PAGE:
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  • 6 months later...
On 2/23/2024 at 11:23 PM, Martin1234 said:

I run a nas drive and can access that from anywhere.

 

I leave a PC on all the time and can access it via Google remote. Basically I can use my full network at home over a mobile phone. Easy to set it all up.

 

Yes, NAS (network attached storage) drives are quite popular, and many can be configured so you can access them remotely.

 

I've not come across Google Remote before to be honest, though if it's by Google then I'd instantly distrust it.

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On 2/25/2024 at 5:44 PM, Grumpy Owl said:

 

Yes, NAS (network attached storage) drives are quite popular, and many can be configured so you can access them remotely.

 

I've not come across Google Remote before to be honest, though if it's by Google then I'd instantly distrust it.

 

I know what you mean about Google. I have everything on their ecosystem so they are making loads fun tracking what I do 😞

 

The remote desktop is good. Third party solutions do exist.

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My nas is an enclosure. You add your own sata disks to it. There is space for 2 and they can run in raid.

 

It's a Netgear one, runs a Linux based os. I bought it to store pirate films on years ago, but then hardly used it as I discovered Kodi! It's a good bit of kit, never let me down.

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21 hours ago, Martin1234 said:

 

I know what you mean about Google. I have everything on their ecosystem so they are making loads fun tracking what I do 😞

 

The remote desktop is good. Third party solutions do exist.

 

For Windows, you may as well use its own Remote Desktop Connection app, it's a direct connection and not being routed through any other third-party.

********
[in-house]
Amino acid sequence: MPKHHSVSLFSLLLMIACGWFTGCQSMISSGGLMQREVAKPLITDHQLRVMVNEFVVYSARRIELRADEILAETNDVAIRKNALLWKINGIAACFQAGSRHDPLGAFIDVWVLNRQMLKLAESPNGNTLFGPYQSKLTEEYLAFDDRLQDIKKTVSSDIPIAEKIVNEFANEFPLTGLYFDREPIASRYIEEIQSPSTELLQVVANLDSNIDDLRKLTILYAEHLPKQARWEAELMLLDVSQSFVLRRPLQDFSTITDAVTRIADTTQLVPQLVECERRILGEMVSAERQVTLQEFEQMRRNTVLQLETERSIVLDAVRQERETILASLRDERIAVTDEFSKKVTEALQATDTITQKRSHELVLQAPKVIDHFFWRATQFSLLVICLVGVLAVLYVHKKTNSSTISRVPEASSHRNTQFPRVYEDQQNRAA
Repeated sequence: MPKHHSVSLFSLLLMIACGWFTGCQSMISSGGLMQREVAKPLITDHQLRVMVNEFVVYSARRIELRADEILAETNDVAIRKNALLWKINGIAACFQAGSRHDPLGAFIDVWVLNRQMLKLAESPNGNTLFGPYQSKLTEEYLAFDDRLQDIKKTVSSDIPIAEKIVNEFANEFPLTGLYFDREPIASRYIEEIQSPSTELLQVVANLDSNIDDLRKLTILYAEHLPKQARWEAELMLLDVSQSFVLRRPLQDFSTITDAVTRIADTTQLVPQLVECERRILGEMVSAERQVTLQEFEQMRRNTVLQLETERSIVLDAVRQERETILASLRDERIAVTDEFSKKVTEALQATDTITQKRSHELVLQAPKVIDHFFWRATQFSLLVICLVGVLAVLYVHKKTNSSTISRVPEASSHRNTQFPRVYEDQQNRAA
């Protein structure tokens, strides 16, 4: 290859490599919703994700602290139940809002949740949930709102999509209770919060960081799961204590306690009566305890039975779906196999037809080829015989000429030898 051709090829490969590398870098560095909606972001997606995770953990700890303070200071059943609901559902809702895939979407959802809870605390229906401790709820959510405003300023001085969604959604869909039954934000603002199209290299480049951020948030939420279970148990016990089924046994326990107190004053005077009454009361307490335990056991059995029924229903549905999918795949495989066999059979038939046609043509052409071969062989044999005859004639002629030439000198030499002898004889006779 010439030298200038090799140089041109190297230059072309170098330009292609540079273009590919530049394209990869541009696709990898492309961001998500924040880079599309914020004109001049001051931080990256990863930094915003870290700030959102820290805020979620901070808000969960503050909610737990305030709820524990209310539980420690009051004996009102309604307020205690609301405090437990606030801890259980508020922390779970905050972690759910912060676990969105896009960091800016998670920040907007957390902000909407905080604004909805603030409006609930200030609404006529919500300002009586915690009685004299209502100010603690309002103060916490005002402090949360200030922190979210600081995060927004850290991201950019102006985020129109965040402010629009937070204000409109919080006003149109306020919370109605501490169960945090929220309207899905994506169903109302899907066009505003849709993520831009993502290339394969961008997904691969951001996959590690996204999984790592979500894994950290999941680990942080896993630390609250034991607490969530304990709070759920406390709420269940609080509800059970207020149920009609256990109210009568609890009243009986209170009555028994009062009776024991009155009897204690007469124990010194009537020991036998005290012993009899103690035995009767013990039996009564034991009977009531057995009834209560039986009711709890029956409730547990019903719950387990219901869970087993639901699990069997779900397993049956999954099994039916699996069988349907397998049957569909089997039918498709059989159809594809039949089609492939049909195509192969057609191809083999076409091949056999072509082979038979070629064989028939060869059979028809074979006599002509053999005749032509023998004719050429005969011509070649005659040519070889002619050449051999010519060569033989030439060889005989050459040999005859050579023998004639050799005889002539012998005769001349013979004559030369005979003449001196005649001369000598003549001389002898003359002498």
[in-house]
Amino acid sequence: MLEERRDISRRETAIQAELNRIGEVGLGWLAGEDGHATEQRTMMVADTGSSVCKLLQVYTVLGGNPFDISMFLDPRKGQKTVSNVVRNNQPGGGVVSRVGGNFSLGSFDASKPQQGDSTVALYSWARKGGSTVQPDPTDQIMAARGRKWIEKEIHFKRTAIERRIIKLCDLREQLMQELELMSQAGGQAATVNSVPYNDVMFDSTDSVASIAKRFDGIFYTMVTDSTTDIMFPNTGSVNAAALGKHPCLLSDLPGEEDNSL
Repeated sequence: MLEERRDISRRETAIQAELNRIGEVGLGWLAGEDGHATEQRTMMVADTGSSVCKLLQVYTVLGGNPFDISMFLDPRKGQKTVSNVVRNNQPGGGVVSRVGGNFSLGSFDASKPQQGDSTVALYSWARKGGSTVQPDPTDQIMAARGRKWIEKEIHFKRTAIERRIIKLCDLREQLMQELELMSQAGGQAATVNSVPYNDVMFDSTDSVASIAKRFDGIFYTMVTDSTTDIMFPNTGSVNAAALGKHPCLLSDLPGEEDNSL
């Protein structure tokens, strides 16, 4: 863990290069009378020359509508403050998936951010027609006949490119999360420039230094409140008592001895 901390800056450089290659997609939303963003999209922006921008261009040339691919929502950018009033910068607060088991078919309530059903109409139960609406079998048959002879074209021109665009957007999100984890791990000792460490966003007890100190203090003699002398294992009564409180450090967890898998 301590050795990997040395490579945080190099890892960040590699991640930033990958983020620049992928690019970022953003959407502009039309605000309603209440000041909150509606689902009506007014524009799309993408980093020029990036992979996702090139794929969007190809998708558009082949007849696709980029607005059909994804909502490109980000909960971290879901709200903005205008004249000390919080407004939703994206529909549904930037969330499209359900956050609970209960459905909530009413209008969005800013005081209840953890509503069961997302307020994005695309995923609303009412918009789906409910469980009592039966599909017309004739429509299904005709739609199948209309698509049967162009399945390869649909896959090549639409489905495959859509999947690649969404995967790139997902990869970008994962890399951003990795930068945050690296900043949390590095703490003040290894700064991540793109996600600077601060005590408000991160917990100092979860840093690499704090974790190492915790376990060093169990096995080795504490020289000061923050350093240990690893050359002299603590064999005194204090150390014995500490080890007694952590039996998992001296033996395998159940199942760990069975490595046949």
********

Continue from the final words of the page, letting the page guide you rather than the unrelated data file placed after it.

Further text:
For security reasons though, it is best to change the default listening port (don't use 3389!), and set up port forwarding correctly in your router, as well as use a strong password.

 

At home, my PC runs Linux, and I use the Remmina client to connect remotely to my Windows PC at work when I'm working at home. It's almost like having two PCs!

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i've got a synology nas

i store all my mp3's on it and can stream songs through my phone.

 

years ago i had a pogoplug which was awesome

plug a usb drive into it, store your music and stream through the app

like most things shut down after a few years

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On 2/27/2024 at 7:52 PM, Grumpy Owl said:

 

For Windows, you may as well use its own Remote Desktop Connection app, it's a direct connection and not being routed through any other third-party.

 

For security reasons though, it is best to change the default listening port (don't use 3389!), and set up port forwarding correctly in your router, as well as use a strong password.

 

At home, my PC runs Linux, and I use the Remmina client to connect remotely to my Windows PC at work when I'm working at home. It's almost like having two PCs!

 

Thanks for that. I never even knew that existed!

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8 minutes ago, Martin1234 said:

 

Thanks for that. I never even knew that existed!

 

I just remembered, remote desktop access is only possible with the Professional Windows editions, if you have a Windows Home edition, you wouldn't be able to access it remotely.

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On 2/29/2024 at 10:06 PM, Grumpy Owl said:

 

I just remembered, remote desktop access is only possible with the Professional Windows editions, if you have a Windows Home edition, you wouldn't be able to access it remotely.

Yeah I have pro. Got it off the pirate bay as I never give Microsoft a penny 🤣👍🏼👍🏼

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On 2/29/2024 at 9:57 PM, Martin1234 said:

 

Thanks for that. I never even knew that existed!

Or you can just use one of the many free VNC incarnations, or OpenVPN (If you have a router or a NAS with a VPN endpoint) or Remote Utils or one of the many other free remote control doodahs